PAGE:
Bond proved that if you had natural talent and were hard working and dedicated, you didn’t need a university education to get to the top in the British Museum at least—though this institution was an exception to the general rule that an Oxbridge degree was de rigueur for a career in the world of Victorian scholarship. Bond earned his spurs and his reputation as a gifted palaeographer, especially in Anglo-Saxon, while in the manuscript department of the Museum, which he had joined directly from school at the age of 17 in 1832. Although he ended up as Keeper of the department in 1867, he was expected to remain there until his retirement, so it came as a shock to many with more conventional educational backgrounds when he was chosen for the top job in 1873.
This letter, which is dated 19th January 1882 and was written to Robert Harrison, who may have been a proof reader, belongs to his fifteen year reign as Principal Librarian, when, among other innovations, he introduced electric light into the Reading Room and storage areas( how amazing that there weren’t more fires in libraries during the eras of candles, gaslight and oil lamps) , built a large extension to house prints, drawings, manuscripts and newspapers, and oversaw the publishing of the printed catalogue of books. In the letter Bond refers to certain errors (possibly printing errors) that Harrison has pointed out to him and requests that he:
...be so good as to return to me 2 copies of each set of the Printed Accessions delivered to you during the past year, and I will instruct Messrs Clowes & Sons to send you for the future only one set of the Printed Accessions, together with the Printed General catalogue...
Bond retired in 1888, aged 73, and doubtless spent much of the remaining ten years of his life on scholarly projects. His publication legacy is not big—a four volume facsimile of Anglo-Saxon Charters and an edition of the speeches of Warren Hastings were notable—but his greatest gifts to fellow scholars are the innovations that made the British Museum Library one of the world’s greatest academic collections. [RH]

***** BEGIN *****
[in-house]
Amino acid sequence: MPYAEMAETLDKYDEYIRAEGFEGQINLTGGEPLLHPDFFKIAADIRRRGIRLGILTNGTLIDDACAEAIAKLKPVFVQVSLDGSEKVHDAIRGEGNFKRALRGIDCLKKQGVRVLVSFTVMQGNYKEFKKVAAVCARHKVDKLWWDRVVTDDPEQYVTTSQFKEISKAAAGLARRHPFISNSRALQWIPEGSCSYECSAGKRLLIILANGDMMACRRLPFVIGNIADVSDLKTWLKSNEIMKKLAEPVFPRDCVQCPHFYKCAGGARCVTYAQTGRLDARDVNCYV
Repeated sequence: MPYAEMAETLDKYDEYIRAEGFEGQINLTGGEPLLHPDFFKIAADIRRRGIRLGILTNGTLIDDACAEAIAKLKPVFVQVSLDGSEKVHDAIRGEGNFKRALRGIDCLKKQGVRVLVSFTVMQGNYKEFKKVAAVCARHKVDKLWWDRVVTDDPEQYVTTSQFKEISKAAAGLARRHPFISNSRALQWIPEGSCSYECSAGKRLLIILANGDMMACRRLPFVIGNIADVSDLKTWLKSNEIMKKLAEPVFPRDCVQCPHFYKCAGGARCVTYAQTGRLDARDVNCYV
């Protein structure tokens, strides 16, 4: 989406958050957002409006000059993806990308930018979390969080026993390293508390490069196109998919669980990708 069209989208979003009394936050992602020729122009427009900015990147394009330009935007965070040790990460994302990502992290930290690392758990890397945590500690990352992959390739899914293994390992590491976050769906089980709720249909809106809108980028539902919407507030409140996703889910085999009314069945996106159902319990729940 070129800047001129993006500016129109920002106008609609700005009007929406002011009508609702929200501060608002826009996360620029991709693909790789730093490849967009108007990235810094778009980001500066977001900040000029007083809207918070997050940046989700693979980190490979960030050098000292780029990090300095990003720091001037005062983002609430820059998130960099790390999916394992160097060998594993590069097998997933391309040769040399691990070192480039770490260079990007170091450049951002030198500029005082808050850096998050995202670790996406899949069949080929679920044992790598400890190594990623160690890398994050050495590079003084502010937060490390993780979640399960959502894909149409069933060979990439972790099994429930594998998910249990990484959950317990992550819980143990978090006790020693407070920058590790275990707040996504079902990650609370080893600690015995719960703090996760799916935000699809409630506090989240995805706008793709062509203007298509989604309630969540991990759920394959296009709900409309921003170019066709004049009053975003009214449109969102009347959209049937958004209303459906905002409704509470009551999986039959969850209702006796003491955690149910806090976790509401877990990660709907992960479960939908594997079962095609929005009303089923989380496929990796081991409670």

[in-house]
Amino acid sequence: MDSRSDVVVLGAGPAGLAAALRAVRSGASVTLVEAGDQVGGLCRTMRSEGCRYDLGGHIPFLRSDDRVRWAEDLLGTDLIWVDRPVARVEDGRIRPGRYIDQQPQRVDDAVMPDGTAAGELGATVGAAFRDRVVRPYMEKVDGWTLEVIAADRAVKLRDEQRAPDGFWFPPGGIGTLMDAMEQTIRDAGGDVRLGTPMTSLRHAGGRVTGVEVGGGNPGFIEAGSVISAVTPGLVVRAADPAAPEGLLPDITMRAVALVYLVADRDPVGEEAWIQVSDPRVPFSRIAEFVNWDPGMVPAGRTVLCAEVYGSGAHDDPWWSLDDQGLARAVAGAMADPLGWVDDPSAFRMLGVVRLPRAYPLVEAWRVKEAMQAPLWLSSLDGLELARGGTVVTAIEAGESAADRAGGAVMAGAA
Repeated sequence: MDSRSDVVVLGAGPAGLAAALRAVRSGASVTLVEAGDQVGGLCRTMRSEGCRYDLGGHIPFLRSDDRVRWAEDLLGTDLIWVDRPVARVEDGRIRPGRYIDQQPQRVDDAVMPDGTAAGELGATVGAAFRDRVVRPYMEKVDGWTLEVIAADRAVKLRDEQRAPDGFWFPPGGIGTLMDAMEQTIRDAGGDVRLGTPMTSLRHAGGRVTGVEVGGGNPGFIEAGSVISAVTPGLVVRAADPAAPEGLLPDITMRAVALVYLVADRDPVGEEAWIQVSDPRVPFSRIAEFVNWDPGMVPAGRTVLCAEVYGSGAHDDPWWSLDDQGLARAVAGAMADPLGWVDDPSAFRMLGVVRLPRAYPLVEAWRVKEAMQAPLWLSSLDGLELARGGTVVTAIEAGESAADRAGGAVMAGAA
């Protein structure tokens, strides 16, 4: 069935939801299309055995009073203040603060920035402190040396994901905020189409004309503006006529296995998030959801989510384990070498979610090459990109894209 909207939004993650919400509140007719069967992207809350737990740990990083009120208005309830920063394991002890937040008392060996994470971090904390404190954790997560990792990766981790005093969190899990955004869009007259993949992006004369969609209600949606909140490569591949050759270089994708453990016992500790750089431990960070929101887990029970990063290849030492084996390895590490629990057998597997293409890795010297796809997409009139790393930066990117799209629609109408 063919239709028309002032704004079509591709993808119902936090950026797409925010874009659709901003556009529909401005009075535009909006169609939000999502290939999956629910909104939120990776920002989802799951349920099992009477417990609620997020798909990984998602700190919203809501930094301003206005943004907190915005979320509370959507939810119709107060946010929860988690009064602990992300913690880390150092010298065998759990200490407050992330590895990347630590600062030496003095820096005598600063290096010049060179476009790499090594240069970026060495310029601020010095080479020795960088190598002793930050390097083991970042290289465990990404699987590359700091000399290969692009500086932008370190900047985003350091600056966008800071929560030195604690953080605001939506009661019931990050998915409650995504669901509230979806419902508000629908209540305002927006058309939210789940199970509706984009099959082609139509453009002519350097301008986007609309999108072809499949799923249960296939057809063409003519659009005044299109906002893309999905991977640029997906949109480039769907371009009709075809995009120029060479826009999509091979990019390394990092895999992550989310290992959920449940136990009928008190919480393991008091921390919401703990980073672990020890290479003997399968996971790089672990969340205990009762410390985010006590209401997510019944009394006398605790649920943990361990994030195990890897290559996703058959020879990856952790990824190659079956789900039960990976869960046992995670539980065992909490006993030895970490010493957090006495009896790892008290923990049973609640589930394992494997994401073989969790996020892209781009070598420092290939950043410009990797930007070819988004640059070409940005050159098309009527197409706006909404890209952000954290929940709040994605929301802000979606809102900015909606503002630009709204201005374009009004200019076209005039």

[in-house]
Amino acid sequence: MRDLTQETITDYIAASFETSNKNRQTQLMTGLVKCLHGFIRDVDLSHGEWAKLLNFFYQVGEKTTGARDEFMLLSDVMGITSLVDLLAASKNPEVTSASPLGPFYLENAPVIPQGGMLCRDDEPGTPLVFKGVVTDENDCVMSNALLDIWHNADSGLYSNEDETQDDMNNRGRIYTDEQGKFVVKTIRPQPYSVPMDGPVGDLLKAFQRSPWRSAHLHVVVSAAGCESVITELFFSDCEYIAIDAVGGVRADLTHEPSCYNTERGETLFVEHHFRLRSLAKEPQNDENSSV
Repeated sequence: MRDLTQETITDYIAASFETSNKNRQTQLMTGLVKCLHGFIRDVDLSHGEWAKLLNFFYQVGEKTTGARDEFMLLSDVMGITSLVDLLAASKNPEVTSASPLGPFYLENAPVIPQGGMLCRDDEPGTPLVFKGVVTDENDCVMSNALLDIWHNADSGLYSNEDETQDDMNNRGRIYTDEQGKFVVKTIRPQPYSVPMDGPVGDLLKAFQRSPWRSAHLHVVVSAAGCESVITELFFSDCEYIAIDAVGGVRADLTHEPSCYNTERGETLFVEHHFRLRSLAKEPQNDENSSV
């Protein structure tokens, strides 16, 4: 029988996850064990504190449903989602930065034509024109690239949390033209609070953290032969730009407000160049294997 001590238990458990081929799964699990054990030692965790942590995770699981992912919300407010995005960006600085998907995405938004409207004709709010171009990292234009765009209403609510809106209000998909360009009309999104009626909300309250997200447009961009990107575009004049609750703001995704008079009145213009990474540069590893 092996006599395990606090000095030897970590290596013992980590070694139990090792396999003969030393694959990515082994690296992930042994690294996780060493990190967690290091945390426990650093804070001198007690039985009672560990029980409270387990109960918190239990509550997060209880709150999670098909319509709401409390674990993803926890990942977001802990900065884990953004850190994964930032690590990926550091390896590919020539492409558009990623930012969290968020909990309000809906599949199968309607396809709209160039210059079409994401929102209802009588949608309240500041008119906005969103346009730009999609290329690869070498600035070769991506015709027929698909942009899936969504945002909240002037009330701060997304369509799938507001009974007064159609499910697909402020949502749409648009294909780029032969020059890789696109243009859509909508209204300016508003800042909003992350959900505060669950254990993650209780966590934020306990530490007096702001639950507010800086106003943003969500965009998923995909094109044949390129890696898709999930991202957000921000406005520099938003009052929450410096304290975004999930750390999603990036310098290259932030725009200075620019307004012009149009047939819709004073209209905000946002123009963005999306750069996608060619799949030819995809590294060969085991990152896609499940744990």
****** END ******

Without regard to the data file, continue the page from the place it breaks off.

An extraordinary memento of Ireland’s bloody Civil War (June 1922 – May 1923) is this blue crayon scrawl in a copy of John Scott’s Visit to Paris (1814). The book came from the library of Edward Joshua Cooper, M.P. (1798 – 1863), one of a long line of Protestant occupiers of Markree Castle dating back to 1663.
During the short war between the Anti-Treaty IRA and the Irish Free State forces, a battalion from the latter occupied the majestic Castle for a short time, presumably to consolidate their hold over County Sligo. No doubt, the Coopers wisely decided to flee their family home during this bloody period, which gave some of the Irish officers the opportunity to avail themselves of a splendid library. It is not known how much a certain Captain Cavanagh read of Mr Scott’s book on Paris, or what he thought of it. However, what we do know is that he found the blank pages a very convenient notebook, as made his mark on at least three pages.
The most interesting entry concerns Corporal George O’Mahoney Rogers who, Cavanagh notes, was found ‘drunk and disorderly in (a) Public House at about 9.45 P.M.’ Perhaps at some time, other records will divulge what happened to Corporal Rogers… Or indeed Captain Cavanagh.
Found-- this intriguing bookplate. It can be seen in many books deaccessioned from the club's library. Until I researched the Forum Club I thought it had some occult or theosophical connection, as the women look like priestesses witnessing some sort of vision or apparition. In fact it was a normal London club, but solely for women, with 1,600 members.
It was founded in 1919 as The London Centre for Women's Institute Members, and lasted into the early 1950s. A number of suffragettes and early feminists were members, including Elizabeth Robins, Mary Sophia Allen and Sybil Thomas and Viscountess Rhondda. As well as accommodation for members (and their maids), the club contained a dining room, a lounge, a photographic darkroom, a salon which could by hired for exhibitions, a bridge room, a billiard room, a library and a hairdresing room. Formerly it had been the residence of of Sir Henry Campbell-Bannerman, who was Prime Minister from 1905 to 1908. A blue plaque commemorates his residency. During World War I it was The Princess Christian's Hospital for Officers - a convalescent home with 35 beds, affiliated to Queen Alexandra's Military Hospital in Millbank. A website in 2012 reported it was now boarded up but it will probably re-emerge as an oligarch's palace or a hotel.